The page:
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Edwards, Edward (1738-1806)

Edwards, Edward, London, furniture designer (b. 1738– d. 1806). Born in London, the son of a chairmaker and carver native of Shrewsbury. Aged fifteen he was app. to work with his father in the shop of William Hallett, the well-known cm and u of Long Acre, and among the chief exponents of the Gothic and Chinese styles. Remaining there for three years Edwards ‘drew patterns for furniture’ and ‘sought every opportunity of looking at works of art’. In 1759 he became a student in the Duke of Richmond's Academy, and in 1760, opened an evening school in Compton St, Soho, to support his widowed mother and sister. Here he taught drawing to ‘several young men who either aimed to be artists, or to qualify themselves to be cabinet, or ornamental furniture makers’. In 1769 he became a student of the Royal Academy and in 1773 was elected an Associate. Two years later he went to Italy to study art, but mediocre as a painter, he returned to furniture designing. On his return ‘he was soon engaged by the honourable Horace Walpole at Strawberry Hill’, as his master, Hallett, had been. He received commissions from Walpole until 1784, in which year he designed a cabinet in the Gothic style. He was appointed Teacher of Perspective at the Academy in 1788, where he frequently exhibited. An antiquarian, he studied and etched Newcastle topography, and painted scenery for a Newcastle theatre in 1787. He wrote Anecdotes of Painters, published posthumously in 1808, and containing a brief autobiography. The V & A has a portfolio of his sketches of old furniture, architectural details, glass and silverware. Edwards died on 19 December 1806. [DEF; C. Life, 7 June 1930, pp. 848–50]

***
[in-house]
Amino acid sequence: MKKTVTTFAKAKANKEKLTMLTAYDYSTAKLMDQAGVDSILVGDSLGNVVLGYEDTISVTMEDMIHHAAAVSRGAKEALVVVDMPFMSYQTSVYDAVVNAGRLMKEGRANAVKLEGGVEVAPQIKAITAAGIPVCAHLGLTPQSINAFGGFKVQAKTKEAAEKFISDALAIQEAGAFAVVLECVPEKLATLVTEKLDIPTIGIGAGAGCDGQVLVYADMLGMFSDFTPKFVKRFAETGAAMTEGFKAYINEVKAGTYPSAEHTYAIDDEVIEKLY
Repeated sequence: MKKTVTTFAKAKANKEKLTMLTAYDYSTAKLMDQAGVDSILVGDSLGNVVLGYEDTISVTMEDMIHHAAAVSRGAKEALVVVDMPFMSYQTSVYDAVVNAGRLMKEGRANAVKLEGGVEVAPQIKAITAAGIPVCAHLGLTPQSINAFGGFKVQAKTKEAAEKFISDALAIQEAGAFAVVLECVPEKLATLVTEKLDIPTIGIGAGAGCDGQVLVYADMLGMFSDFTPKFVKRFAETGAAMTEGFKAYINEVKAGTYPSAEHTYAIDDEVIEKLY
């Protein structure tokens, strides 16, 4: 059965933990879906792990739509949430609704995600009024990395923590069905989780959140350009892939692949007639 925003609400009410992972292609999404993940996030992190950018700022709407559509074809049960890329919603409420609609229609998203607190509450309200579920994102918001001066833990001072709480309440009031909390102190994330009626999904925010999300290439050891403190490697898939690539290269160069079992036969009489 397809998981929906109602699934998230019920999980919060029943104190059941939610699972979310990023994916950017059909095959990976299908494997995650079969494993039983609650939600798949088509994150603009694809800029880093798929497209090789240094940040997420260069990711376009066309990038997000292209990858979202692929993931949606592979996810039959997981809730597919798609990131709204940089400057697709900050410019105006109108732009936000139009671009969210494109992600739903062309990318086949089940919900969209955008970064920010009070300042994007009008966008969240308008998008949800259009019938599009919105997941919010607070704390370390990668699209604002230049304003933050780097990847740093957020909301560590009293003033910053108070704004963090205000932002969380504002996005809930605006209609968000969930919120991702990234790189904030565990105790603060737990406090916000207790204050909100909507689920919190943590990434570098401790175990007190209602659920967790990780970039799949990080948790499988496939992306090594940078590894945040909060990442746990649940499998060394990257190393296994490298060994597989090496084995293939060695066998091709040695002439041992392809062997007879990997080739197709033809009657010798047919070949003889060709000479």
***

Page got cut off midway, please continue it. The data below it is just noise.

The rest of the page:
The original entry from Dictionary of English Furniture Makers, 1660-1840 can be found at British History Online.